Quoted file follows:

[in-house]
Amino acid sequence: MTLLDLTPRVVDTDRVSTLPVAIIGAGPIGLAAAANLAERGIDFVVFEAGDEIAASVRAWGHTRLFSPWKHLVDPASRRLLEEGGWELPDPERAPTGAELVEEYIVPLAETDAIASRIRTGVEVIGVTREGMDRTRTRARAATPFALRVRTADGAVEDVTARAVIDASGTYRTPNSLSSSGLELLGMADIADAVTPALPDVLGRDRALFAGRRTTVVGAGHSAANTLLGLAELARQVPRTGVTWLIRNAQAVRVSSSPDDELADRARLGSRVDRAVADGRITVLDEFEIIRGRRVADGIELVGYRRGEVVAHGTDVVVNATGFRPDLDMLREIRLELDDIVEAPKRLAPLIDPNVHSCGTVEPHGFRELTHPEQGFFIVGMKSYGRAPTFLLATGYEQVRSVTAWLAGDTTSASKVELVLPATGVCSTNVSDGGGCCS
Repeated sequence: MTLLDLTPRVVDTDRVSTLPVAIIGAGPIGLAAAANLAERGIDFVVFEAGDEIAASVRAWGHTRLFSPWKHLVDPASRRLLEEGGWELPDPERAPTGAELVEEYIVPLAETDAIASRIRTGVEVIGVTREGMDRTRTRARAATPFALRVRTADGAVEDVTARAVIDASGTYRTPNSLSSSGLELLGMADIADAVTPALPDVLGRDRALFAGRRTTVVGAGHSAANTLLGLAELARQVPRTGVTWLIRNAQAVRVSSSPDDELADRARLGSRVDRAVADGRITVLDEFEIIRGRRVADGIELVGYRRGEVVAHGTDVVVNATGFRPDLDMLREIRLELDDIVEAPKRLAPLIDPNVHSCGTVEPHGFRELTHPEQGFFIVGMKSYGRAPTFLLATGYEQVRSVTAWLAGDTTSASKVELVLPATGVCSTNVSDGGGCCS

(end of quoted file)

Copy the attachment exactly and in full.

[in-house]
Amino acid sequence: MTLLDLTPRVVDTDRVSTLPVAIIGAGPIGLAAAANLAERGIDFVVFEAGDEIAASVRAWGHTRLFSPWKHLVDPASRRLLEEGGWELPDPERAPTGAELVEEYIVPLAETDAIASRIRTGVEVIGVTREGMDRTRTRARAATPFALRVRTADGAVEDVTARAVIDASGTYRTPNSLSSSGLELLGMADIADAVTPALPDVLGRDRALFAGRRTTVVGAGHSAANTLLGLAELARQVPRTGVTWLIRNAQAVRVSSSPDDELADRARLGSRVDRAVADGRITVLDEFEIIRGRRVADGIELVGYRRGEVVAHGTDVVVNATGFRPDLDMLREIRLELDDIVEAPKRLAPLIDPNVHSCGTVEPHGFRELTHPEQGFFIVGMKSYGRAPTFLLATGYEQVRSVTAWLAGDTTSASKVELVLPATGVCSTNVSDGGGCCS
Repeated sequence: MTLLDLTPRVVDTDRVSTLPVAIIGAGPIGLAAAANLAERGIDFVVFEAGDEIAASVRAWGHTRLFSPWKHLVDPASRRLLEEGGWELPDPERAPTGAELVEEYIVPLAETDAIASRIRTGVEVIGVTREGMDRTRTRARAATPFALRVRTADGAVEDVTARAVIDASGTYRTPNSLSSSGLELLGMADIADAVTPALPDVLGRDRALFAGRRTTVVGAGHSAANTLLGLAELARQVPRTGVTWLIRNAQAVRVSSSPDDELADRARLGSRVDRAVADGRITVLDEFEIIRGRRVADGIELVGYRRGEVVAHGTDVVVNATGFRPDLDMLREIRLELDDIVEAPKRLAPLIDPNVHSCGTVEPHGFRELTHPEQGFFIVGMKSYGRAPTFLLATGYEQVRSVTAWLAGDTTSASKVELVLPATGVCSTNVSDGGGCCS